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ACC Outlook:

In a different universe, one in which TV revenues aren’t enough to entice schools to change conferences, Boston College might enter this year’s ACC as one of the top four or five teams, and maybe even a long-shot title contender. But with three basketball powers joining from the Big East, it will become much harder for anyone else to break into the top echelon of the ACC. (Of course, in that fantasy world without realignment, BC isn’t a member of the ACC to begin with, so it’s in no position to complain.) If the Eagles are as good as expected, they’ll be capable of winning a shootout against any conference opponent on any given night, but it’s hard to see them sticking with the top-tier teams over an 18-game season.

Duke is the preseason favorite, because that’s how the world works, where the Blue Devils will earn first-weekend NCAA tournament games in North Carolina until seemingly the end of time. Duke isn’t a perfect team, but it has an insane amount of wing talent, led by freshman and Player of the Year contender Jabari Parker. Syracuse and North Carolina are generally viewed as the top contenders, with Virginia and Notre Dame a tier below, but the gap between those four teams should be very small (unless P.J. Hariston and Leslie McDonald miss a lot of time for UNC).

The computer rankings have Pitt in the mix with those four teams, while most humans have them in middle-of-the-pack purgatory with Maryland and BC. Each of those teams should steal some games from the top contenders, if not necessarily Duke, but have a few more question marks.

I haven’t researched how many teams have gone first-to-worst in one season — especially in a 15-team conference — but it can’t be very many, and Miami might come uncomfortably close to that feat this season. It’s hard to know what to make of last year’s champions, since after having a historically old team last season, its roster is almost completely different for 2012-13. Last year’s preseason favorite, North Carolina State, faces a similar battle, while struggling programs like Wake Forest will struggle to escape the second division.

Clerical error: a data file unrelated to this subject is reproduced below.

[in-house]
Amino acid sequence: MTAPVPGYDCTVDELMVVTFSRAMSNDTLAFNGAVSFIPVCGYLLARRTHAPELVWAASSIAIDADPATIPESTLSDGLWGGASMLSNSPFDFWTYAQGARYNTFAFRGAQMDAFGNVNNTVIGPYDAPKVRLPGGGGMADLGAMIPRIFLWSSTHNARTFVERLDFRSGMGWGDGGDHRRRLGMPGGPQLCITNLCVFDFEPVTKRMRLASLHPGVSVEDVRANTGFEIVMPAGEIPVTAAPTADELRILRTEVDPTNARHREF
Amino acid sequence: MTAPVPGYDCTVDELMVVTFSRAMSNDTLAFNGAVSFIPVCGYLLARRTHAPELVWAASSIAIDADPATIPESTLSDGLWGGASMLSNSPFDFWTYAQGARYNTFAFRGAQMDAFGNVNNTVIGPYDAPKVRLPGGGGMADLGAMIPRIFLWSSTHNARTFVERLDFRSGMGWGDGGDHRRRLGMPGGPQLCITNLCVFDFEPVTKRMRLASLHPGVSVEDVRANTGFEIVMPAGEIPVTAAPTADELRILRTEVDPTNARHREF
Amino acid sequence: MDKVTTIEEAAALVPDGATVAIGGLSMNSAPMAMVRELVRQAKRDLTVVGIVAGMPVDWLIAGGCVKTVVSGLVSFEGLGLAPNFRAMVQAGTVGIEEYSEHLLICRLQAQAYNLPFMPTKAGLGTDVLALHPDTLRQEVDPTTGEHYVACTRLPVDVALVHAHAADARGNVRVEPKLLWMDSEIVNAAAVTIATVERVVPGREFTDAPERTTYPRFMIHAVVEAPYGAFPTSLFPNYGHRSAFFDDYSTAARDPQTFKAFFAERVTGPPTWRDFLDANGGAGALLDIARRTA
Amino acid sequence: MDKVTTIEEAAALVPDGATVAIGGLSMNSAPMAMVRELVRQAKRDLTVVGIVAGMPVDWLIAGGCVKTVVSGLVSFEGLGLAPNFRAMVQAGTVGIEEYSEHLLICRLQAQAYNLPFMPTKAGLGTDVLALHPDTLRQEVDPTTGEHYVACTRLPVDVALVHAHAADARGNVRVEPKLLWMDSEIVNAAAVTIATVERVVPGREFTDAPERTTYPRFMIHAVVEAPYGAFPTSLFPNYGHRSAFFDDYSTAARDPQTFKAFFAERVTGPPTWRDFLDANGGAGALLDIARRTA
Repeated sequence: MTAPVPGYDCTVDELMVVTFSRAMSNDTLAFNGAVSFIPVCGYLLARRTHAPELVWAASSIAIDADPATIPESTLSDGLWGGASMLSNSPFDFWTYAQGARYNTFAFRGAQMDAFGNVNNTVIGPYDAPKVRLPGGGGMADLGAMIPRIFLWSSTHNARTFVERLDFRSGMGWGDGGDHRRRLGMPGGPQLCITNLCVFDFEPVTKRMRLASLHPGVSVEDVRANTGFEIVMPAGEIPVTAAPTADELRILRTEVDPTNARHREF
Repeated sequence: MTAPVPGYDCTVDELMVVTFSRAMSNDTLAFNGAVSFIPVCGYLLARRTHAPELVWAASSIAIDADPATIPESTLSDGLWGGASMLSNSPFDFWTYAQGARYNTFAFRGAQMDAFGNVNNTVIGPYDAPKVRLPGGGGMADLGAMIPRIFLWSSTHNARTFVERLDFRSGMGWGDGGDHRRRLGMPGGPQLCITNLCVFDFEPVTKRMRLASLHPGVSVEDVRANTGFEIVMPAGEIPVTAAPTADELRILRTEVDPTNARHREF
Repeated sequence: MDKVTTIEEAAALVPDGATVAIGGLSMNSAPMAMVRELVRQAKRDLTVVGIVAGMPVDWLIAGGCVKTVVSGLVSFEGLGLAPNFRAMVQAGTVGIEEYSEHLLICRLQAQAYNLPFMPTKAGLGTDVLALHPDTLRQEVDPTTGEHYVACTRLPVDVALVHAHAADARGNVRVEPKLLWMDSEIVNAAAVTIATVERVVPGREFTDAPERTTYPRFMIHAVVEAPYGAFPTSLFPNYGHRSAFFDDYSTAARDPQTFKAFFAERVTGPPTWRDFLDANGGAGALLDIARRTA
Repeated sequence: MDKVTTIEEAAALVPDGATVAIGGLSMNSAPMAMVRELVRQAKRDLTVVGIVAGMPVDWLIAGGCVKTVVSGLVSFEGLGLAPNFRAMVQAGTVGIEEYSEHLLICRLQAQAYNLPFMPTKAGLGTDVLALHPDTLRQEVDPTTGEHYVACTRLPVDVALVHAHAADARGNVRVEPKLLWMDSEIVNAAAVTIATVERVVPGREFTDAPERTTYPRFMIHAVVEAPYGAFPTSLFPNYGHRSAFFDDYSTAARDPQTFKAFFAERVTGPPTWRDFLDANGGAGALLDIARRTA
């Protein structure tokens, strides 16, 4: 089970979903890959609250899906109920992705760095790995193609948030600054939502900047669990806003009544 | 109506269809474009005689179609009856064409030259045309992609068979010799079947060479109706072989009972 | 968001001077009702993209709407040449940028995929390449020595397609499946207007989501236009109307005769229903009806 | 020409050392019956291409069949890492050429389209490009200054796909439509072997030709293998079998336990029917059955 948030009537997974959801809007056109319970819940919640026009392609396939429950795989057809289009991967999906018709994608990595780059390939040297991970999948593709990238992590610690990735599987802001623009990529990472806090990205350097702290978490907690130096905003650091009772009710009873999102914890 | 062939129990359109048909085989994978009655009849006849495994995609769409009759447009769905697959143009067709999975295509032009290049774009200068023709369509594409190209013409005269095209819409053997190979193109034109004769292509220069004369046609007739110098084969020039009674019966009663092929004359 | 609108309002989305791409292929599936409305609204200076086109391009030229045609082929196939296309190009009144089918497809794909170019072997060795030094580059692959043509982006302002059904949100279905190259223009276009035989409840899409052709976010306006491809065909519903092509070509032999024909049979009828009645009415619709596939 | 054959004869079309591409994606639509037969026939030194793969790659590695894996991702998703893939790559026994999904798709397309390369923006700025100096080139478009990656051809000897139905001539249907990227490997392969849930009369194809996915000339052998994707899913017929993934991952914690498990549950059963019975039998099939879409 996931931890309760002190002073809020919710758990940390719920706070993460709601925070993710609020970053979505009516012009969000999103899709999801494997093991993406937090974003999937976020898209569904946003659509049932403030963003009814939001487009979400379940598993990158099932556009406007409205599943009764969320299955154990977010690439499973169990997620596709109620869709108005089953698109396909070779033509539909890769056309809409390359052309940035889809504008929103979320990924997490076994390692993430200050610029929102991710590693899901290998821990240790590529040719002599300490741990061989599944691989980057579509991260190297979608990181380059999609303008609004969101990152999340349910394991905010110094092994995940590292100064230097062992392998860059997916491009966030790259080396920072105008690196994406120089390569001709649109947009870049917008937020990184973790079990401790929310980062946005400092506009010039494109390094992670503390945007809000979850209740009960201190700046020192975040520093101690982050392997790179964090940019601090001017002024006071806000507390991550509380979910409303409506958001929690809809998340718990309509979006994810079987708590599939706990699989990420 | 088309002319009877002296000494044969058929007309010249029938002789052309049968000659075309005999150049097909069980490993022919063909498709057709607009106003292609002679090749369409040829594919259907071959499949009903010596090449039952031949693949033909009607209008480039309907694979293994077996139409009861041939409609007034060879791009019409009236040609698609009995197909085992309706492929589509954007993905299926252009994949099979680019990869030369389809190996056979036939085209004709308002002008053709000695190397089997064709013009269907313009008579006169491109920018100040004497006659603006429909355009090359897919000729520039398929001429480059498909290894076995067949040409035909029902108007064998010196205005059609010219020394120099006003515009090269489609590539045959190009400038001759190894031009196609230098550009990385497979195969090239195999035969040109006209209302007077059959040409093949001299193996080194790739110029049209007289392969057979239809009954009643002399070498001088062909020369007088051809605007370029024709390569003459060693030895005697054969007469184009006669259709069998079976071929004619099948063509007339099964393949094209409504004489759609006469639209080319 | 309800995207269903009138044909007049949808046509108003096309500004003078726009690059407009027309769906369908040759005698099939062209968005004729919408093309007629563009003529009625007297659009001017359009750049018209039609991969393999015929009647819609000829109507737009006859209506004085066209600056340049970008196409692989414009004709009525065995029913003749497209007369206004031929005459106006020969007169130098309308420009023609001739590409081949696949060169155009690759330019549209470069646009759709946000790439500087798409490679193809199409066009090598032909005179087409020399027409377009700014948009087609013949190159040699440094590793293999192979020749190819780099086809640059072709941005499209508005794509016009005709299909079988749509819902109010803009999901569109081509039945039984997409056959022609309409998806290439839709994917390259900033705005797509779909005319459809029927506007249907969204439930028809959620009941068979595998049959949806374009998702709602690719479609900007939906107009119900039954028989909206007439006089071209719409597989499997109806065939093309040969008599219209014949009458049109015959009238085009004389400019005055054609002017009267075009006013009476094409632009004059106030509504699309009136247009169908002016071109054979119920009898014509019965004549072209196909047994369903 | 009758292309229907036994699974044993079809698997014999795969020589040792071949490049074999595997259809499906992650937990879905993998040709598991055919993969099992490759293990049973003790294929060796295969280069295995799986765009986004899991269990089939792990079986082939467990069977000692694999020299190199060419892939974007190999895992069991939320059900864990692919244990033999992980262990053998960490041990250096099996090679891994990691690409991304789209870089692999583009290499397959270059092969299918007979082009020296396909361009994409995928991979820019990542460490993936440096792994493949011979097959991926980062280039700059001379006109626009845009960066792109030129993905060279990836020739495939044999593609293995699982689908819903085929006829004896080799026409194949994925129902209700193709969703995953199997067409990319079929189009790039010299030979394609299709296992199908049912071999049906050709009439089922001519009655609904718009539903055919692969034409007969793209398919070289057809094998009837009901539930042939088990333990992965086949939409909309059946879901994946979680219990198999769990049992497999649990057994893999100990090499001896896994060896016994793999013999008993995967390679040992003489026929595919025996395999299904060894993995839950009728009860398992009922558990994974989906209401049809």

Who’s returning?

The chart below shows the percentage of returning possession minutes for each CAA team in 2013-14. Introduced (I think) by John Templon of Big Apple Buckets, returning possession minutes is a statistic that weights a team’s returning players by both the number of minutes they played and the number of possessions they used when on the court, representing the amount of continuity on its roster. Teams listed in order of 2013 finish.

ACC_Returning_Possession_Minutes_2013-14Polling the polls

The composite ACC prediction, including polls and rankings from all corners of the Internet:

  1. Duke, 150 pts (10 first-place rankings)
  2. UNC, 137
  3. Syracuse, 131
  4. Virginia, 123
  5. Notre Dame, 112
  6. Pittsburgh, 95
  7. Maryland, 91
  8. Boston College, 81
  9. Georgia Tech, 62
  10. Florida State, 60
  11. North Carolina State, 46
  12. Miami, 39
  13. Wake Forest, 36
  14. Clemson, 27
  15. Virginia Tech, 10

First-team All-ACC:

  • Joe Harris, Virginia (6 votes)
  • C.J. Fair, Syracuse (5)
  • Jerian Grant, Notre Dame (5)
  • Rodney Hood, Duke (4)
  • Jabari Parker, Duke (4)

Player of the Year:

  • C.J. Fair, Syracuse (2)
  • Jabari Parker, Duke (2)
  • Joe Harris, Virginia (2)

Rookie of the Year:

  • Jabari Parker, Duke (5)

Rankings and/or All-league selections from: ACC Media Poll, CBS Sports, ESPN.com, Dan Hanner, Ken Pomeroy, Athlon Sports, Lindy’s Sports, College Sports Madness, College Chalk Talk, TeamRankings.com, College Basketball Talk